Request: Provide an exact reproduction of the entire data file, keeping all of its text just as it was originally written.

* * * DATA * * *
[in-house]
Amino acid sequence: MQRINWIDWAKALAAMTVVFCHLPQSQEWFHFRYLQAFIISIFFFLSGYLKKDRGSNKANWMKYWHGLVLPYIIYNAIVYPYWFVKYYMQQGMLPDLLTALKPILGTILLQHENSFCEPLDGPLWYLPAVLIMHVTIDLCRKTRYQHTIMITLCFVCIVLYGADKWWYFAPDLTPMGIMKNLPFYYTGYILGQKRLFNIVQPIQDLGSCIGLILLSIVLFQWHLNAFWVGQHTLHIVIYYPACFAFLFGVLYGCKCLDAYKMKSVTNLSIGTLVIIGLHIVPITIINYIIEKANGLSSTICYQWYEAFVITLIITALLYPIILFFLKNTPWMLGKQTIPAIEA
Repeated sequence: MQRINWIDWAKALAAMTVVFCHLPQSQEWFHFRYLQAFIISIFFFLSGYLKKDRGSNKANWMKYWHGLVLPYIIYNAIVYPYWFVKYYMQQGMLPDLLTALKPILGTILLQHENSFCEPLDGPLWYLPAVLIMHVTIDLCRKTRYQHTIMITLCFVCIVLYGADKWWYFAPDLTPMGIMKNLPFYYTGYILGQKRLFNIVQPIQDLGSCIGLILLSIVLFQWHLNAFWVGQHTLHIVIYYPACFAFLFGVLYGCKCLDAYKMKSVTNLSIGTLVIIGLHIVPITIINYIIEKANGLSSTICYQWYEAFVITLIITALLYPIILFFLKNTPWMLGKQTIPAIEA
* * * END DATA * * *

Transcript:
[in-house]
Amino acid sequence: MQRINWIDWAKALAAMTVVFCHLPQSQEWFHFRYLQAFIISIFFFLSGYLKKDRGSNKANWMKYWHGLVLPYIIYNAIVYPYWFVKYYMQQGMLPDLLTALKPILGTILLQHENSFCEPLDGPLWYLPAVLIMHVTIDLCRKTRYQHTIMITLCFVCIVLYGADKWWYFAPDLTPMGIMKNLPFYYTGYILGQKRLFNIVQPIQDLGSCIGLILLSIVLFQWHLNAFWVGQHTLHIVIYYPACFAFLFGVLYGCKCLDAYKMKSVTNLSIGTLVIIGLHIVPITIINYIIEKANGLSSTICYQWYEAFVITLIITALLYPIILFFLKNTPWMLGKQTIPAIEA
Repeated sequence: MQRINWIDWAKALAAMTVVFCHLPQSQEWFHFRYLQAFIISIFFFLSGYLKKDRGSNKANWMKYWHGLVLPYIIYNAIVYPYWFVKYYMQQGMLPDLLTALKPILGTILLQHENSFCEPLDGPLWYLPAVLIMHVTIDLCRKTRYQHTIMITLCFVCIVLYGADKWWYFAPDLTPMGIMKNLPFYYTGYILGQKRLFNIVQPIQDLGSCIGLILLSIVLFQWHLNAFWVGQHTLHIVIYYPACFAFLFGVLYGCKCLDAYKMKSVTNLSIGTLVIIGLHIVPITIINYIIEKANGLSSTICYQWYEAFVITLIITALLYPIILFFLKNTPWMLGKQTIPAIEA